by Jeremy Appel, Local Journalism Initiative Reporter
(ANNews) – While opposition continues to mount against the controversial Grassy Mountain coal project that will create open-pit mines on the eastern slopes of the Rockies, including among First Nations, the leadership of Piikani First Nation continues to enthusiastically support the project.
This debate comes as the Alberta government’s decision to quietly rescind the province’s long standing coal policy last year, which prohibited open-pit mining on the eastern slopes, is being challenged in court by a coalition of First Nations, small town councils, ranchers and environmentalists, who fear the impact of the project on the water supply in southern Alberta.
“Open-pit coal mining is an extremely invasive method of extracting coal…They literally blow up the mountain.” — Latasha Calf Robe
“It is not a hole in the side of a mountain, where people are going in with pickets and chipping at rocks. Open-pit coal mining is an extremely invasive method of extracting coal,” Kainai Nation member Latasha Calf Robe, who founded the Niitsitapi Water Protectors to oppose the Grassy Mountain Project, told the Forgotten Corner Podcast. “They literally blow up the mountain.”
In a Jan. 20 statement, Piikani Nation Chief Stanley C. Grier said band councils are the only people authorized to speak on behalf of their membership.
“Without hesitation, the Piikani Nation, fully endorse the Grassy Mountain initiative.” — Piikani Nation Chief Stanley Grier
“Without hesitation, the Piikani Nation, fully endorse the Grassy Mountain initiative as this site has been previously developed, disturbed, and laid dormant for at least 45 years,” wrote Grier.
“Back then Piikani Nation was never consulted at all and (there is) no indication that any type of environmental standards were applied at that time.”
Grier touted the employment and revenues he says the nation will receive from it.
“Responsible resource development can create thousands of good-paying jobs, something that our neighbours in surrounding areas have taken advantage of for decades,” he said, emphasizing that there continues to be global demand for steel, which is made with the same metallurgical coal that Grassy Mountain is slated to produce.
The nation underwent consultation that involves traditional land use reviews, environmental and ecological studies, as well as a cultural and environmental monitoring program that will continue throughout the mine’s existence, says Grier.
Australian mining company Riversdale Resources, which is spearheading the project, boasts letters of support from all five Treaty 7 nations — Piikani, Kainai (Blood Tribe), Siksika, Stoney Nakoda and Tsuut’ina — as well as the Métis Nation of Alberta Region 3 and the National Coalition of Chiefs.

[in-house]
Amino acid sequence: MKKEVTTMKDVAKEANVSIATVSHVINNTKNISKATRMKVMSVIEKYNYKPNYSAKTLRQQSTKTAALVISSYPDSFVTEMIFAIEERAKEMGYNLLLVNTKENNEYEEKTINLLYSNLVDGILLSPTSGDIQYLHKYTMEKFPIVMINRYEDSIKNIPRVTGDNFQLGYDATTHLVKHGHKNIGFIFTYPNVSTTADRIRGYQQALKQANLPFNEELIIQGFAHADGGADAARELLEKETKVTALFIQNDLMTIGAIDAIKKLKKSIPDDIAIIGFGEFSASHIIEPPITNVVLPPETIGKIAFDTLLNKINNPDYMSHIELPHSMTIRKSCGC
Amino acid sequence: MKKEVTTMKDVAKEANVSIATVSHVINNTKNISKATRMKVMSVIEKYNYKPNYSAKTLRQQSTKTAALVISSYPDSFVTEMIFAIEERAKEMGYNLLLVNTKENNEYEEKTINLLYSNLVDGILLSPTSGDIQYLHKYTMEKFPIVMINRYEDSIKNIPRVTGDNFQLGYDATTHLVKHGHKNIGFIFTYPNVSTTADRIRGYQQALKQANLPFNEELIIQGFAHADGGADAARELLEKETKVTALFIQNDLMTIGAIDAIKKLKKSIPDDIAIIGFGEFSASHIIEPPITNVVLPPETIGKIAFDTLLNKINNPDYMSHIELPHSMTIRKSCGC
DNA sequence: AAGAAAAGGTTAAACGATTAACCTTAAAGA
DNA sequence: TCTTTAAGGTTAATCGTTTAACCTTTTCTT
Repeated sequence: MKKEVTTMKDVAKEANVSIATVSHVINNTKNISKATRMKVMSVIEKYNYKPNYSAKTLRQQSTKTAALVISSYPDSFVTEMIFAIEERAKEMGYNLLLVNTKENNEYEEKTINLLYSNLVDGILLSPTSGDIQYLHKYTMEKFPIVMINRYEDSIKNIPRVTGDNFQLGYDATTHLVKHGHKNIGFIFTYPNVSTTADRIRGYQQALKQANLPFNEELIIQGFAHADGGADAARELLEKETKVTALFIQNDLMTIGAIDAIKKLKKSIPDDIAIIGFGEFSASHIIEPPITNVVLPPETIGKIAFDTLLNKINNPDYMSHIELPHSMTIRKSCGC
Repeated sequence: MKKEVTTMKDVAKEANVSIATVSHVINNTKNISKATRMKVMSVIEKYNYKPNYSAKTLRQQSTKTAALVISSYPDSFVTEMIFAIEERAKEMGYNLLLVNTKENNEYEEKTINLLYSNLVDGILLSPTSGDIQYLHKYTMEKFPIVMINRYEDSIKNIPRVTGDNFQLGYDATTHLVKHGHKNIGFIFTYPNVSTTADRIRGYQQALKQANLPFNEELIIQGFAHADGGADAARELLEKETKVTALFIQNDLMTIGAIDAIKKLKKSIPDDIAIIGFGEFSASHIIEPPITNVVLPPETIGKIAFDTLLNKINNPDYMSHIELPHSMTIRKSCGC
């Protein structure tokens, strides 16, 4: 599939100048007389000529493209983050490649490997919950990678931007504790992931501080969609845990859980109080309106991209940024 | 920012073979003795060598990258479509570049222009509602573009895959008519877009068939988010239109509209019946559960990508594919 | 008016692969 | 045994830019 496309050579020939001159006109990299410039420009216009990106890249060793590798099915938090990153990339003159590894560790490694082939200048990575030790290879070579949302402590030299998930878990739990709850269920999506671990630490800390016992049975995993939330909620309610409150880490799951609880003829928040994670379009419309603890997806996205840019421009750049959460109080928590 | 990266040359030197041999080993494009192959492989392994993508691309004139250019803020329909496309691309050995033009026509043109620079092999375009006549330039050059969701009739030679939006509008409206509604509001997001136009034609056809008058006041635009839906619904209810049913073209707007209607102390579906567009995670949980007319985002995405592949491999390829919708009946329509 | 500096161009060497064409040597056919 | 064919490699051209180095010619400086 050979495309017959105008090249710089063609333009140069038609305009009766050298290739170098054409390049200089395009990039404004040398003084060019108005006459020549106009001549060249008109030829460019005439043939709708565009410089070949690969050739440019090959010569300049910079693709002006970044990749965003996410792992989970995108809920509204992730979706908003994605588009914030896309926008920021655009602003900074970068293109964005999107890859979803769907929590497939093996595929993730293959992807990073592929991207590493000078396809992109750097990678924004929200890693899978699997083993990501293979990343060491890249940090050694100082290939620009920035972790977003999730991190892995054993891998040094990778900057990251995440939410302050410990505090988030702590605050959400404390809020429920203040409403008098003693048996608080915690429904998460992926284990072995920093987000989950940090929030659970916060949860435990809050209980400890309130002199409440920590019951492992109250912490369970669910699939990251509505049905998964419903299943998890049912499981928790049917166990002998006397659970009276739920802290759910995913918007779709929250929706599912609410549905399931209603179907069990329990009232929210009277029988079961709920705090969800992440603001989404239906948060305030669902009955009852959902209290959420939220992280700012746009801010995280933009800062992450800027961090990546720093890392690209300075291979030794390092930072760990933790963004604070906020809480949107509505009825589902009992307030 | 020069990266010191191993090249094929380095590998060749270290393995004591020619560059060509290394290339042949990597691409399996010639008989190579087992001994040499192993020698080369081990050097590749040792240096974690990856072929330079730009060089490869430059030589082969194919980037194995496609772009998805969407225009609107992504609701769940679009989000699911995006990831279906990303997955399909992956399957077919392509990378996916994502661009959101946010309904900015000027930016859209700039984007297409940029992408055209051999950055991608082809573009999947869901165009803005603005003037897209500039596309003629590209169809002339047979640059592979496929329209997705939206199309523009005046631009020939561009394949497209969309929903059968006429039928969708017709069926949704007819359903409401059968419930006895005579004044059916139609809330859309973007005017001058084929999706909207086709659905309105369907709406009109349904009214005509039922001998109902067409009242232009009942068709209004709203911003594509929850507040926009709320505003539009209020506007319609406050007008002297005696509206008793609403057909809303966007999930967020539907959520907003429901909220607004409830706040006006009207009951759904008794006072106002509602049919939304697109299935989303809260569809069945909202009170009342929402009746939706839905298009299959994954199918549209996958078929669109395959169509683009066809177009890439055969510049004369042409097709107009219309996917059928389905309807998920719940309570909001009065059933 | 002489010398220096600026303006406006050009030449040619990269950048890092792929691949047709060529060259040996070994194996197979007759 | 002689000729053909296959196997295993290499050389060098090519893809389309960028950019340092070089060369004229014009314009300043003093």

But Calf Robe says this support is superficial.
She says while companies have a duty to consult with impacted First Nations, it often involves them simply telling leadership what they’re going to do.
“The duty to consult does not equal community-level consultation. It does not equal consent from members of the Blood Tribe,” she said, adding that members of other Treaty 7 nations have expressed similar frustrations.
The Blood Tribe and Siksika Nation have since filed a court challenge to the removal of the coal policy.
“Kainai has a connection to the Crowsnest Pass region that dates back more than ten thousand years,” reads a statement from the Blood Tribe.
“The headwaters of the Oldman River Basin are sacred to the Blackfoot Nations and their way of life. Alberta acknowledges this reality in its land use plans for the region and committed to consulting Kainai and other First Nations on key decisions. Even so, the Government of Alberta made its hasty decision to strip protection of the area without any consultation.”
However, neither nation has wavered from its support of Grassy Mountain.
First Nations communities are generally bereft of the resources to do their own independent research into the impacts of resource extraction projects, but one can look towards the B.C. side of the Rockies for the impact of open-pit mining on their water supply, Calf Robe added.
“Those messages of ‘Coal is good, coal is clean’ is all that’s provided to First Nations communities,” said Calf Robe. “We’re always stretched to the bandwidth … Nobody has the time or effort to spend money on testing the quality of water.”
This dire economic situation makes First Nations leadership more willing to accept harmful resource extraction projects in the name of job creation, she added, pointing out the average annual income on Blood Tribe is about $20,000.
“We need jobs in our communities, but these aren’t the types of jobs we need,” said Calf Robe.
(Disclosure: This writer is a co-host of the Forgotten Corner Podcast.)